April 1, 2011
by Canadian Architect
Text Kate Barron
Photo Clayton Perry
Standing in Garden City Park in Richmond, British Columbia, a woman asks Australian artist Konstantin Dimopoulos where she can pick up a blue tree for her yard. Smiling, he chuckles and lets her down gently as he begins to tell her the story of his electric blue trees.
For two years, the Vancouver Biennale has brought Vancouver some of the best public art that the world has to offer to their self-titled “open-air museum.” Their latest and final installation leading up to their auction and gala on April 30th is Dimopoulos’s Blue Trees.
Art lovers, environmentalists, and even some critics are just a few of the people who have been drawn to the brilliant blue forests that have sprung up in three BC cities. The reactions are overwhelmingly positive, especially after speaking with Dimopoulos and learning about his mission to highlight the trees we pass by daily and fail to notice. Dimopoulos is engaged in “social art action.” Onlookers typically stare intently for a period of time as they visibly struggle with their perceptions of a strange new environment in which they find themselves. Blue trees don’t exist, but here they stand.
Contemporary art often questions the way in which we view the world, and public art directly challenges the built environment that we have become accustomed to, asking us to pause and take note of our new environment.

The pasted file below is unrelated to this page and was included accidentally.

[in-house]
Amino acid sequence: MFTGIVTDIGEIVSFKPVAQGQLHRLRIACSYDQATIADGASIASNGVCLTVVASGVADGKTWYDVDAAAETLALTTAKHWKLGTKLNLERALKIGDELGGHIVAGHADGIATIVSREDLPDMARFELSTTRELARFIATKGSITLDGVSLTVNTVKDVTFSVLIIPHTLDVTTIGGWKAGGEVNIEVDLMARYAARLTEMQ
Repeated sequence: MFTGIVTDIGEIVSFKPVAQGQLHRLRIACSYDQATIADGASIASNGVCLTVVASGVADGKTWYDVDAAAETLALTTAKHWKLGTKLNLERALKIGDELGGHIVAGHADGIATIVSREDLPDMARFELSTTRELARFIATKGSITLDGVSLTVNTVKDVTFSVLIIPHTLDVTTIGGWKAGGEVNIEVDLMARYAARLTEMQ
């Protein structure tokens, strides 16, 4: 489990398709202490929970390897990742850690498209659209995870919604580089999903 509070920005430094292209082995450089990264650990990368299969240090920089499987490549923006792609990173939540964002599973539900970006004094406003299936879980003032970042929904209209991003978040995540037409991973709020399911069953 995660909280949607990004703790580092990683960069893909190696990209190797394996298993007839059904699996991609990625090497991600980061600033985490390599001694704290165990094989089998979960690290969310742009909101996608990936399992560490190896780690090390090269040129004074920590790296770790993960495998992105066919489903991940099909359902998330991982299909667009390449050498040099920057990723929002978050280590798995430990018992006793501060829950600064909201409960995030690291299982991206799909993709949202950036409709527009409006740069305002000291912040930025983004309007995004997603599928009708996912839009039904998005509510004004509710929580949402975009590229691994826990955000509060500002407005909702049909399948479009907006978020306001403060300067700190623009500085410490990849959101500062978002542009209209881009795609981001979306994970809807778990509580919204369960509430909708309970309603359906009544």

“Colour is a powerful stimulant, a means of altering perception and defining space and time. The fact that blue is a colour that is not naturally identified with trees suggests to the viewer that something unusual, something out of the ordinary has happened. It becomes a magical transformation,” says Dimopoulos when asked why he chose the blue for his trees.
The beauty of Dimopoulos’s trees is the fact that the biologically safe pigmented water he applies will gradually fade over time, and those same onlookers who have come to terms with this surreal blue forest in their community will slowly observe the trees reverting to their natural state.
With children literally running up to the trees shouting, “Wow, they’re real!” as they wave their families over, Dimopoulos’s happiness is evident. “I know I’m not going to solve our global deforestation issues or cure cancer, but maybe one of the kids who play amongst my blue trees will. Art inspires people–that cannot be underestimated.”
Born in Egypt, world traveller Dimopoulos now resides in Australia and is often caught referencing the prophetic Joni Mitchell as he explains his installations. His growing body of work continues to be seen around the world, and he has no plans of slowing down anytime soon. CA
Kate Barron is the co-founder of theartmarket.ca, the newest and most comprehensive online source of information for Canadian art. She currently works with the Vancouver International Sculpture Biennale and is a freelance arts contributor for multiple publications.
Otherwise ordinary trees in Richmond, British Columbia, captivate with a brilliant blue hue, which will gradually fade over time.